Midwest utilities form transmission company


By the OGJ Online Staff

HOUSTON, Sept. 28, 2001 – Six electric utility companies, including three public power operators, Friday asked federal regulators to let them integrate operations of their electric transmission systems into a single system through formation of TRANSLink Transmission Co. LLC.

The application to create TRANSLink, a for-profit, transmission-only company, was filed with the Federal Energy Regulatory Commission, which earlier in the week said it would take a closer look at transmission charges of cooperatives and municipally owned suppliers that don’t join regional transmission organizations (RTO) and would consider holding up mergers of investor-owned utilities.

The applicants include Alliant Energy Corp.’s Iowa-based subsidiaries, IES Utilities Inc., Cedar Rapids, Iowa; and Interstate Power Co., Dubuque, Iowa; Corn Belt Power Cooperative, Humboldt, Iowa; MidAmerican Energy Co., Des Moines, Iowa; Nebraska Public Power District, Columbus, Neb.; Omaha Public Power District, Omaha, Neb.; and Xcel Energy, Minneapolis, Minn.

The utilities said they will participate in TRANSLink through a combination of divestiture, leases, and operating agreements. The participants said they believe TRANSLink is the most cost-efficient option available to manage transmission and to comply with FERC Order 2000, which required investor-owned electric utilities to transfer operational control of their transmission system to an RTO.

TRANSLink said the proposal will comply with these regulations by operating independently of both buyers and sellers in the electricity market, including the applicant utilities. Under the proposal, TRANSLink will be responsible for planning, managing, and operating both local and regional transmission.

Other options for complying with the FERC regulations leave ownership with the utilities, but do not allow the owners any operational control. Transmission service pricing will continue to be regulated by FERC, but construction and permitting approvals will continue to rest with regulators in the states served by TRANSLink.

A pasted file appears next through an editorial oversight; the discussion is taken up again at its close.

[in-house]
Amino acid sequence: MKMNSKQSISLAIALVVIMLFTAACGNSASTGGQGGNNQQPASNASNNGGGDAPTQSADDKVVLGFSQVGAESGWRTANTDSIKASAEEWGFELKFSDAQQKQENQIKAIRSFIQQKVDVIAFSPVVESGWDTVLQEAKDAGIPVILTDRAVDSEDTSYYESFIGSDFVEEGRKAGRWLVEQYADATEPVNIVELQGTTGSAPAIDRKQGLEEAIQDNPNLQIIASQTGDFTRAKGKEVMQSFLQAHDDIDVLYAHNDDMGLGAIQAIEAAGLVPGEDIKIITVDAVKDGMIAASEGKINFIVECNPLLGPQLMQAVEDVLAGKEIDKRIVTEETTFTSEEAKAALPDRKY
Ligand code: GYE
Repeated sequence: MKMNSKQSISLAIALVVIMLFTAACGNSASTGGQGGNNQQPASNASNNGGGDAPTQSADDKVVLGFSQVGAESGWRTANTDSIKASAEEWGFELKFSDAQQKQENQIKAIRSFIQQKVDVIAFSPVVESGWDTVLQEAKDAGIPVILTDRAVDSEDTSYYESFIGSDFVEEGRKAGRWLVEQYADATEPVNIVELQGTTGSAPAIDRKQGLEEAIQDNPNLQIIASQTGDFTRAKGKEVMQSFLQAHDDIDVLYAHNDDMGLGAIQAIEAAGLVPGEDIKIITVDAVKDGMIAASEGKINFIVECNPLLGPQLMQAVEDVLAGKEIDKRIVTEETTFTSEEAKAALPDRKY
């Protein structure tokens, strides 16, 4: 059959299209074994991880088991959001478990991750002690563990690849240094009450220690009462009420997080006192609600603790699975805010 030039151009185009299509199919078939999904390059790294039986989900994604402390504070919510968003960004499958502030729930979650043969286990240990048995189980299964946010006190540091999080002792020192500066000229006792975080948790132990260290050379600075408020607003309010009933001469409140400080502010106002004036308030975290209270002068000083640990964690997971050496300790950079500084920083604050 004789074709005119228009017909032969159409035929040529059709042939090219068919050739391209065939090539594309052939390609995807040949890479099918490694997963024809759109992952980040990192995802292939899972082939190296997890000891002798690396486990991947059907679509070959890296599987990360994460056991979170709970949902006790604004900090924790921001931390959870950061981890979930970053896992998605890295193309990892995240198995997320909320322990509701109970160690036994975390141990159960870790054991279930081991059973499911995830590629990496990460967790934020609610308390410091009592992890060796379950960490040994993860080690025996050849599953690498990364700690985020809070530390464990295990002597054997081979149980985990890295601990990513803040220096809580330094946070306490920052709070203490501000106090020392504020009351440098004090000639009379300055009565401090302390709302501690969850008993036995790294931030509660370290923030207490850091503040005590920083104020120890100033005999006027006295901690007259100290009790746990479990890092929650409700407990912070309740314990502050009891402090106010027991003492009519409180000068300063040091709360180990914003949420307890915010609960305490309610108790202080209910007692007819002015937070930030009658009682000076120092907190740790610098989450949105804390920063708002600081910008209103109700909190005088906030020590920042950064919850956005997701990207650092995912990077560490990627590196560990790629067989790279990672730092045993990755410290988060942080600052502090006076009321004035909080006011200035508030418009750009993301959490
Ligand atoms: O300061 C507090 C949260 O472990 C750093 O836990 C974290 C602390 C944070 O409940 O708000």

The participants said they also have entered into a memorandum of understanding with the Midwest Independent Transmission Operator Inc. (ISO) in which they agree that TRANSLink will contract with the ISO for certain other required RTO functions and services.

“Combining and standardizing our transmission operations will allow more efficient electricity markets to develop, helping to prevent the price and reliability problems customers have experienced in other areas of the country,” said Audrey Zibelman, vicepresident of transmission for Xcel Energy.

TRANSLink will oversee 26,000 miles of transmission lines, linking generators producing 35,000 Mw of electric power to 6.9 million customers in 14 states, making it one of the largest transmission companies in the nation.

The participants asked FERC to expedite consideration of their application and said they hope action will occur by early 2002. The application describes the proposed structure, tariffs, and governance of the new company.

The TRANSLink proposal is subject to receipt of all required federal and state regulatory approvals. A headquarters location hasn’t been selected.

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